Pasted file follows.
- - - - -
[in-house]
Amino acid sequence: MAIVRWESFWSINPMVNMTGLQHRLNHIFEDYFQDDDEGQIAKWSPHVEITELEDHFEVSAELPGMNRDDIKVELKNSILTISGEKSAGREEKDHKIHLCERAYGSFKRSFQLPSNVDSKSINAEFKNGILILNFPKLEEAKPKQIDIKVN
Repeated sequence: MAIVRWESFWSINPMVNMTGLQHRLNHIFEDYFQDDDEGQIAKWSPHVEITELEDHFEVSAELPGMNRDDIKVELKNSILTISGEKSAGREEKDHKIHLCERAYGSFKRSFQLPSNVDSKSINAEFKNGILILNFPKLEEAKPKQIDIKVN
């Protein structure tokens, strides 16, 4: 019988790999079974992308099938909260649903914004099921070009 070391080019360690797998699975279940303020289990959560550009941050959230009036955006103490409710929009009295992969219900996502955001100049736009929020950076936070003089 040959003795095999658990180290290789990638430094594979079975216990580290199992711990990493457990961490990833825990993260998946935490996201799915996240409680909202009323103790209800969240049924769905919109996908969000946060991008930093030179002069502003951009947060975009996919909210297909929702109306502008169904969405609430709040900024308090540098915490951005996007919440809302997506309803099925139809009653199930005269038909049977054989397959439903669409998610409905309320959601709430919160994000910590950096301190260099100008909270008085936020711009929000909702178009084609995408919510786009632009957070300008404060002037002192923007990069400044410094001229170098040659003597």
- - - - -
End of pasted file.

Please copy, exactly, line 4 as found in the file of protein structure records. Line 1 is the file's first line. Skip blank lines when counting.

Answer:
């Protein structure tokens, strides 16, 4: 019988790999079974992308099938909260649903914004099921070009 070391080019360690797998699975279940303020289990959560550009941050959230009036955006103490409710929009009295992969219900996502955001100049736009929020950076936070003089 040959003795095999658990180290290789990638430094594979079975216990580290199992711990990493457990961490990833825990993260998946935490996201799915996240409680909202009323103790209800969240049924769905919109996908969000946060991008930093030179002069502003951009947060975009996919909210297909929702109306502008169904969405609430709040900024308090540098915490951005996007919440809302997506309803099925139809009653199930005269038909049977054989397959439903669409998610409905309320959601709430919160994000910590950096301190260099100008909270008085936020711009929000909702178009084609995408919510786009632009957070300008404060002037002192923007990069400044410094001229170098040659003597």